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History

Farrar Pond was created around 1900 when Ed Farrar first dammed Pole Brook (AKA Halfway Brook as it marks the midpoint between Wayland and Concord) where it enters the Sudbury River. Here’s why, and here is a sketch of the area as mentioned in the writings of one notable local:

Thoreau map

–and again with Farrar Pond, three other dammed sites and a small kettle pond overlaid:

Thoreau map 2b

(Water bodies per MassGIS. Source of map unknown, to be duly credited if someone can provide a reference.) Another view, from an 1886 survey:

Framingham 1886_1929 NE corner 2

When the first dam washed out in the 1940s, it was rebuilt by the senior Guilbert Winchell, who then owned that area.  The dam was replaced by a more robust structure in the 1990s, now including a concrete spillway and manual floodgate.  More recently, returning beavers attempt to raise the water level by plugging the outflow, threatening the basements of abutters. Carefully designed and assiduously maintained “beaver deceivers” help to maintain an optimal water level,  and permit the pond to be partially drained every third year to help control invasive vegetation. At these times, stumps of trees cleared from the original meadow are still visible.

Ed Farrar

The construction of Farrar Pond entailed raising the grade of South Great Road between Beaver (or “Beaver Dam”) Brook and Lee’s Bridge, the latter also improved around the same time, then rebuilt completely following collapse of the center span in 1999, perhaps due in part to extensive WWII-era tank traffic from Fort Devens:

Lee's Bridge Then and Now

Courtesy Harold McAleer

This provides seasonal benefit to travelers, as the spring floods that still inundate much of the adjacent Nine Acre Corner area now leave the road dry (mostly).

Ownership around the pond ca. 1930 looked like this:

DSCF4882fp

Local lore holds that there were no dwellings on the south side of the pond at that time, and that the indicated “improvements” were logging camps. The current state of freeholds and conservation restrictions is as shown here and on Lincoln’s GIS site.

The trail and conservation lands along the southern shore of the pond were permanently preserved when Winchell land was developed in the 1970’s as part of the first cluster-zoning development in the Town of Lincoln. This allowed the Lincoln Ridge and Farrar Pond Village condominia to be built while preserving the natural attributes of about half of the pond’s margin to be enjoyed by all, including a rich variety of wildlife. (It is widely hoped that like-minded landowners along the north shore will eventually supply the last easements needed to permit a trail to circumnavigate the entire pond.) For an engaging social, environmental, technical and economic perspective on the forward- and outward-looking planning/negotiation process that enabled this evolution, see Robert A. Lemire’s inspiring book Creative Land Development: Bridge to the Future.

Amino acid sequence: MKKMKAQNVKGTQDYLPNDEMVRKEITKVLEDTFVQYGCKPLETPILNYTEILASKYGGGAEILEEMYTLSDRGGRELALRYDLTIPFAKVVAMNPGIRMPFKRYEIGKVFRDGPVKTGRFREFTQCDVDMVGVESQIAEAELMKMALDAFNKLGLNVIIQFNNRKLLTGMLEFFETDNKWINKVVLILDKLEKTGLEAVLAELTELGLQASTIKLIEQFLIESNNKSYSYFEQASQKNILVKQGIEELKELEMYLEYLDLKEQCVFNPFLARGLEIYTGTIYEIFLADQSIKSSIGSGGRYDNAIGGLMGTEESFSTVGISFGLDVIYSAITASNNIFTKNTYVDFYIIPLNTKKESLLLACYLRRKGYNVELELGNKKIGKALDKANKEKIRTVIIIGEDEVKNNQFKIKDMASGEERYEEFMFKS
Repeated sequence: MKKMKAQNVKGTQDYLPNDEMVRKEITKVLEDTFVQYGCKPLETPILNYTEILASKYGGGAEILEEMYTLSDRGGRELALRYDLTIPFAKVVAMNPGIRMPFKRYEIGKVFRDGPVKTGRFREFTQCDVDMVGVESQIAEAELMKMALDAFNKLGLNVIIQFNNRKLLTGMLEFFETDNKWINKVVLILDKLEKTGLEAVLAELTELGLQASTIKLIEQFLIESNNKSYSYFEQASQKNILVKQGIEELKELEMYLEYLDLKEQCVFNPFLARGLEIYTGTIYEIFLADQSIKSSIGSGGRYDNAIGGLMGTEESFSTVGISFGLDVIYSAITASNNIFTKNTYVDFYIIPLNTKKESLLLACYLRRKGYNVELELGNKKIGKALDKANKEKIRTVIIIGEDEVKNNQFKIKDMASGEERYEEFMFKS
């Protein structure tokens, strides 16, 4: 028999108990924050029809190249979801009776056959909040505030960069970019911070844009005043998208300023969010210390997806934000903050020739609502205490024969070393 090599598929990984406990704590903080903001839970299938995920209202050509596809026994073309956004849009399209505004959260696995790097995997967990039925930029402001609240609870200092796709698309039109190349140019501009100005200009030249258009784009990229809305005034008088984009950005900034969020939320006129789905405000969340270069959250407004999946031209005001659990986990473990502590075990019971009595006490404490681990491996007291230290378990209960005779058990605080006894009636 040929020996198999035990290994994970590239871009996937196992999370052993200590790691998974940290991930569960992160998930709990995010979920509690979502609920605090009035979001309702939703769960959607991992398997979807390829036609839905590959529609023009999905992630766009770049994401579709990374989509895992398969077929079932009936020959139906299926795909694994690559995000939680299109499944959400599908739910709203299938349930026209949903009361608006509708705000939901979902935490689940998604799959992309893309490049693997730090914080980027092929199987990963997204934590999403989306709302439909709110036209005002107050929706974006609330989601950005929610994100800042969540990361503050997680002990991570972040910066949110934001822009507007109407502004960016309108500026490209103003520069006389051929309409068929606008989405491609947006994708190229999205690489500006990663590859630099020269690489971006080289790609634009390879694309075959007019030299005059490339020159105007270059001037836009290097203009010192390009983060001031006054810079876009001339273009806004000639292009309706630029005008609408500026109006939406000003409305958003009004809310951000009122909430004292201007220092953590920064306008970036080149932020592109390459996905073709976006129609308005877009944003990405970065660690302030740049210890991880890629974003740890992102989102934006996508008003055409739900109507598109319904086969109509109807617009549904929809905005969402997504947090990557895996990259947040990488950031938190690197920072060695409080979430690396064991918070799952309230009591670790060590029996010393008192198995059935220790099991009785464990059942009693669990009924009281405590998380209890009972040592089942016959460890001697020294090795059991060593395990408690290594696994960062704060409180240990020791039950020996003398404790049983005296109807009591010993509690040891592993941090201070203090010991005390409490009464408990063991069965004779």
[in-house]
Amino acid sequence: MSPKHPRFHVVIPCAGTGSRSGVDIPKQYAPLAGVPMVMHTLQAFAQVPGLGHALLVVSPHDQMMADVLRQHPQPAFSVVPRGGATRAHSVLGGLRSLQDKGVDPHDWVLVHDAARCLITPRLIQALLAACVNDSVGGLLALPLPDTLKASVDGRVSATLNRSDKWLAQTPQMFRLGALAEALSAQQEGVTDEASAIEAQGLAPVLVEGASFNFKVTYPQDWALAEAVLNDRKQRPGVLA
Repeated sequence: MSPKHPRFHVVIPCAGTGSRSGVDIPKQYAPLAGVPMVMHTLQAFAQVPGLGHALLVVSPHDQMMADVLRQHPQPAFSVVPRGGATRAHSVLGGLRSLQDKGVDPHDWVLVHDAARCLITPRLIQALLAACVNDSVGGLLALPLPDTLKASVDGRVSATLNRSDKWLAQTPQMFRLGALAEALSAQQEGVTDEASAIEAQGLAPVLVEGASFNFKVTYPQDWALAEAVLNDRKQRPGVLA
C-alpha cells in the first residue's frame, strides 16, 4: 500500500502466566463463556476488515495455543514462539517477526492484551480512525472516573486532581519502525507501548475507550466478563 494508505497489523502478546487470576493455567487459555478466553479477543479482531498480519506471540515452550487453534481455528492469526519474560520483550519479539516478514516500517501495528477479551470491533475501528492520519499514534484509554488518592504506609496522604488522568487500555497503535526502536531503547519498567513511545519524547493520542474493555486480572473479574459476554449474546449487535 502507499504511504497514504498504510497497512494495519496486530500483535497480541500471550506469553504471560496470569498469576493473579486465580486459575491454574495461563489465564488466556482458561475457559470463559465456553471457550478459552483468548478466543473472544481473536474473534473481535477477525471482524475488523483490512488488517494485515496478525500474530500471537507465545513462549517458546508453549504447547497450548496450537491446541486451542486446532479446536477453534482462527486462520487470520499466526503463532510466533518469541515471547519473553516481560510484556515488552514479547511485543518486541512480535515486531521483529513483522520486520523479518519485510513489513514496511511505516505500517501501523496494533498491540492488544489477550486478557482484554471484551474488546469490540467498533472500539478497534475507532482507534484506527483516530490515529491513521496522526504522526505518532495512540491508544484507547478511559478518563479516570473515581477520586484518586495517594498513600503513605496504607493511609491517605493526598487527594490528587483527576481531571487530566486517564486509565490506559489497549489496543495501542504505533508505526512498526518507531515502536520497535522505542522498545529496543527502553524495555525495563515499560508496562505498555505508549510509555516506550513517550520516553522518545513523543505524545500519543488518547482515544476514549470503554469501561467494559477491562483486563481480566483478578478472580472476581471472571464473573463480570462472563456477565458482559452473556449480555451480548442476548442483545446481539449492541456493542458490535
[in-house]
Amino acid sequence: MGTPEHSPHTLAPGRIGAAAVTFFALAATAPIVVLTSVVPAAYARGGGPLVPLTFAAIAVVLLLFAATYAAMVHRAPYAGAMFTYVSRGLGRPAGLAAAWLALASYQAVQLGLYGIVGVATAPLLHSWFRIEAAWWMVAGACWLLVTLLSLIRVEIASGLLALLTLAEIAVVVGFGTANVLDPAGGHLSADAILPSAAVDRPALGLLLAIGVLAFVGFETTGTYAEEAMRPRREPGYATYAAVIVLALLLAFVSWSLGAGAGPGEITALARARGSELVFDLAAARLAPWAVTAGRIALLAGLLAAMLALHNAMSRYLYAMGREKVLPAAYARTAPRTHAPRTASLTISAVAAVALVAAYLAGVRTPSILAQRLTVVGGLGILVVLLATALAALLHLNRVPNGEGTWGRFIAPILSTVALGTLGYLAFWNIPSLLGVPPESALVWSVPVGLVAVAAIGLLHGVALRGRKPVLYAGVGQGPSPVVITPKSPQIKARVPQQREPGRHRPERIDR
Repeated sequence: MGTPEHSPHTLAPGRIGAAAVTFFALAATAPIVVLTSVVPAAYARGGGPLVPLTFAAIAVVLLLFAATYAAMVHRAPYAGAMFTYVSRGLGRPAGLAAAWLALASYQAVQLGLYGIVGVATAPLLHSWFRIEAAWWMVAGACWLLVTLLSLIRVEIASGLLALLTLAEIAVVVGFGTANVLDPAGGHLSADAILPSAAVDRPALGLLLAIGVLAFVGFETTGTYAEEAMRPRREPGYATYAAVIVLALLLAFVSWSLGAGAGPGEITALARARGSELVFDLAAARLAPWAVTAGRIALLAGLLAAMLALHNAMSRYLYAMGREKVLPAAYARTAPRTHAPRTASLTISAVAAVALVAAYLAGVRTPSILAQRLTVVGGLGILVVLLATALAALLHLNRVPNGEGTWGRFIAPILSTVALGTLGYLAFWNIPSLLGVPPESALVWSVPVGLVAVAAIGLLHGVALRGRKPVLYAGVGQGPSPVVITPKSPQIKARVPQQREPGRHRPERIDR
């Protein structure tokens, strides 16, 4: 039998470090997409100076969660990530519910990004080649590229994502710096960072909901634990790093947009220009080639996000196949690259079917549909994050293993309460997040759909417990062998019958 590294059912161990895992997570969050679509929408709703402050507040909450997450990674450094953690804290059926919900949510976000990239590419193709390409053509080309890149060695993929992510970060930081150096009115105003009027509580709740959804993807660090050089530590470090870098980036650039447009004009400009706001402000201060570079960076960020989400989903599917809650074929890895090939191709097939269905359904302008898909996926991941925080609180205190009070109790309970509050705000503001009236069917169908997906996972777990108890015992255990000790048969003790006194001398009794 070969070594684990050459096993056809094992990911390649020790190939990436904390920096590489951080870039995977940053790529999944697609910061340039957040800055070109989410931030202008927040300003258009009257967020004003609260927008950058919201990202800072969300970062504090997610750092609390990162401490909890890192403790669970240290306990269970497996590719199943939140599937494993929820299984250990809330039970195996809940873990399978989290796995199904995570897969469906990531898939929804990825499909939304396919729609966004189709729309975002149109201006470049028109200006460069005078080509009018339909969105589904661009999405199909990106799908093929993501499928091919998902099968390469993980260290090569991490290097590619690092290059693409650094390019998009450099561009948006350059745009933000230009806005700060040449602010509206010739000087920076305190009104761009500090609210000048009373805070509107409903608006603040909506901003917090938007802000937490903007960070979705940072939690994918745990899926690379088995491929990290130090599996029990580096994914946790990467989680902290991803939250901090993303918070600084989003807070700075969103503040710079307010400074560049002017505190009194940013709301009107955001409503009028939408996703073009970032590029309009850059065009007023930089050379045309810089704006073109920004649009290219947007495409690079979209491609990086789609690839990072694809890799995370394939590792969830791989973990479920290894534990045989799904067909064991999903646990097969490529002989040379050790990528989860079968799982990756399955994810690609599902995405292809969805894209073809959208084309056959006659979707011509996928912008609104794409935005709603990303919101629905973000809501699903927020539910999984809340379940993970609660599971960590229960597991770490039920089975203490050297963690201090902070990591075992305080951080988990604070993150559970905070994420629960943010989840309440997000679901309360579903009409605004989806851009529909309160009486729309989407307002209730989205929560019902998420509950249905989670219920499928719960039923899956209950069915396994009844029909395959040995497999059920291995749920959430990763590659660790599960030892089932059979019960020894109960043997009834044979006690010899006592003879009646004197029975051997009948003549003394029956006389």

DSCN6868fp

Appeal to the Great Spirit – Cyrus Dallin

Many will recognize the statue that welcomes visitors to the Huntington Avenue entrance to the Museum of Fine Arts in Boston. (Other casts reside in Muncie, Tulsa and Dartmouth.) It is said that Dallin, then living in Arlington, was a friend of the Farrars. On a visit to Lincoln, Dallin encountered Charlie Foreman, the Cherokee handyman who had helped the Farrars to build the dam that created the new pond, and asked him to stand as model for that statue. So the man is twice immortalized for his efforts.

Some believe that a small pocket now known as Flying Squirrel Hollow was a stop on the Underground Railway between slave states in the south and freedom in Canada. The Bay Circuit trail now crosses the Farrar Pond dam.

More recently, Nike Ajax/Hercules anti-aircraft missile launch site B-73 (AKA BO-73) was active here from about 1955-70, served by a radar group on Hathaway Hill above Drumlin Farm. The Army long retained the right to fell trees on intervening properties: “[Fire control] had to be within the line-of-site so the radars could see the missiles as they launched.” Though passers-by might watch in fascination as the missiles were erected for drills, no-one hereabouts ever saw one take its next step heavenward, and a peaceful condominium complex now sits over the rubble of bunkers where dragons once slept.

Lincoln for many years provided fresh produce and dairy to city-dwellers, brought to market by cart, sleigh and train before trucks came on the scene. The eminently tillable sandy loams gracing gardens around the pond played their part—as with an asparagus field off Farrar Road recently reborn as Breton Meadow Farm, home to a colorful and playful flock of rare Ouessant dwarf sheep. Another relic is the well drilled beside the pond to provide backup water for the Town in the early 1980s. Initially delivering excellent quality at high flow rates, its purity (for reasons yet unknown) declined, and it was mothballed in 1986.The pond and its environs now constitute a more-or-less stable ecosystem. Challenges persist with development, landscape management, pollution and sedimentation, trail maintenance and (especially) invasive plants that could turn this beautiful expanse of water back into a muddy meadow if not controlled. Participation by all—in keeping the pond and trails as they are, and making ongoing improvements to access and other aspects—is ever welcome.

For perspectives both more personal and carefully researched, see this informal video, Gordon Winchell’s reminiscence “Growing Up On Farrar Pond” and Harold McAleer’s Farrar Pond History; the latter and another by Gordon appear in the collection Lincoln by Lincoln.